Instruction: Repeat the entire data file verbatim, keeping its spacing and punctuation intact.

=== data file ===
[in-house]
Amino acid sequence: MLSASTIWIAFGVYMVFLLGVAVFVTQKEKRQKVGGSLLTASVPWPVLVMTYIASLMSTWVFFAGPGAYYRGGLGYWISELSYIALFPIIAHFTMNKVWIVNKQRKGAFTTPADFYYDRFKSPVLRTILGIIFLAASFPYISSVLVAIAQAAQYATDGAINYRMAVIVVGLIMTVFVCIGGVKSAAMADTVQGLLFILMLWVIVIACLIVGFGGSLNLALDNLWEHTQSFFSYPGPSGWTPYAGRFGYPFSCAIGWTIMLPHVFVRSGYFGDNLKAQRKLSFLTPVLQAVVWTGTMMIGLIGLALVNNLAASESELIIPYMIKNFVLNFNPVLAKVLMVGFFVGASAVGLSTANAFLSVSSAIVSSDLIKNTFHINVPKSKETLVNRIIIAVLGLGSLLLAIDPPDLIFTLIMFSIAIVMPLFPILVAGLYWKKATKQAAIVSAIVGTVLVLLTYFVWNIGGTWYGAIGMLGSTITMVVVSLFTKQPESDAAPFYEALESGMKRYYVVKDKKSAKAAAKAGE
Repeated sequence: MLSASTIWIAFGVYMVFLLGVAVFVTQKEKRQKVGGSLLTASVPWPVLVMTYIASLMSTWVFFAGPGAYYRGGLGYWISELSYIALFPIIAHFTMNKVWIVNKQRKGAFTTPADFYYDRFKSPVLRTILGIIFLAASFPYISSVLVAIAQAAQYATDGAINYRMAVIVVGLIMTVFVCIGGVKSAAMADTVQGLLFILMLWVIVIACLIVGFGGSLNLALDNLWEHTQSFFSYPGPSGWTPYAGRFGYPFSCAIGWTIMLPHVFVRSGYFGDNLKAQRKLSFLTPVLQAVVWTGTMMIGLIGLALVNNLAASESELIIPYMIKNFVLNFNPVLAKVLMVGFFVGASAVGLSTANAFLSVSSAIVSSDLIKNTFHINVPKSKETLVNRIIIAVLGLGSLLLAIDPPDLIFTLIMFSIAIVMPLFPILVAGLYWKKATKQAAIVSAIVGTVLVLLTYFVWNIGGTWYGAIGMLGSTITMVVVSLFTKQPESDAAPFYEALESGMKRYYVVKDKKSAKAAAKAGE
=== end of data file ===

[in-house]
Amino acid sequence: MLSASTIWIAFGVYMVFLLGVAVFVTQKEKRQKVGGSLLTASVPWPVLVMTYIASLMSTWVFFAGPGAYYRGGLGYWISELSYIALFPIIAHFTMNKVWIVNKQRKGAFTTPADFYYDRFKSPVLRTILGIIFLAASFPYISSVLVAIAQAAQYATDGAINYRMAVIVVGLIMTVFVCIGGVKSAAMADTVQGLLFILMLWVIVIACLIVGFGGSLNLALDNLWEHTQSFFSYPGPSGWTPYAGRFGYPFSCAIGWTIMLPHVFVRSGYFGDNLKAQRKLSFLTPVLQAVVWTGTMMIGLIGLALVNNLAASESELIIPYMIKNFVLNFNPVLAKVLMVGFFVGASAVGLSTANAFLSVSSAIVSSDLIKNTFHINVPKSKETLVNRIIIAVLGLGSLLLAIDPPDLIFTLIMFSIAIVMPLFPILVAGLYWKKATKQAAIVSAIVGTVLVLLTYFVWNIGGTWYGAIGMLGSTITMVVVSLFTKQPESDAAPFYEALESGMKRYYVVKDKKSAKAAAKAGE
Repeated sequence: MLSASTIWIAFGVYMVFLLGVAVFVTQKEKRQKVGGSLLTASVPWPVLVMTYIASLMSTWVFFAGPGAYYRGGLGYWISELSYIALFPIIAHFTMNKVWIVNKQRKGAFTTPADFYYDRFKSPVLRTILGIIFLAASFPYISSVLVAIAQAAQYATDGAINYRMAVIVVGLIMTVFVCIGGVKSAAMADTVQGLLFILMLWVIVIACLIVGFGGSLNLALDNLWEHTQSFFSYPGPSGWTPYAGRFGYPFSCAIGWTIMLPHVFVRSGYFGDNLKAQRKLSFLTPVLQAVVWTGTMMIGLIGLALVNNLAASESELIIPYMIKNFVLNFNPVLAKVLMVGFFVGASAVGLSTANAFLSVSSAIVSSDLIKNTFHINVPKSKETLVNRIIIAVLGLGSLLLAIDPPDLIFTLIMFSIAIVMPLFPILVAGLYWKKATKQAAIVSAIVGTVLVLLTYFVWNIGGTWYGAIGMLGSTITMVVVSLFTKQPESDAAPFYEALESGMKRYYVVKDKKSAKAAAKAGE